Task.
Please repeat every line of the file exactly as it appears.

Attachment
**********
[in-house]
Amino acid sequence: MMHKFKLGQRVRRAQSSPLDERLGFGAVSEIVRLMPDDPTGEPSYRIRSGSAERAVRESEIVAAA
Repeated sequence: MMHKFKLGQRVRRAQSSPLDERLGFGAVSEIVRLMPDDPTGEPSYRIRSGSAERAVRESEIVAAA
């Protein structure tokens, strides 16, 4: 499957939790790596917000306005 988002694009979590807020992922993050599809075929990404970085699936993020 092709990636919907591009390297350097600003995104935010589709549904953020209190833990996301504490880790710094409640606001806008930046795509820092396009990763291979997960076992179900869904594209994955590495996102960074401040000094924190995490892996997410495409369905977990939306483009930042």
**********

[in-house]
Amino acid sequence: MMHKFKLGQRVRRAQSSPLDERLGFGAVSEIVRLMPDDPTGEPSYRIRSGSAERAVRESEIVAAA
Repeated sequence: MMHKFKLGQRVRRAQSSPLDERLGFGAVSEIVRLMPDDPTGEPSYRIRSGSAERAVRESEIVAAA
């Protein structure tokens, strides 16, 4: 499957939790790596917000306005 988002694009979590807020992922993050599809075929990404970085699936993020 092709990636919907591009390297350097600003995104935010589709549904953020209190833990996301504490880790710094409640606001806008930046795509820092396009990763291979997960076992179900869904594209994955590495996102960074401040000094924190995490892996997410495409369905977990939306483009930042």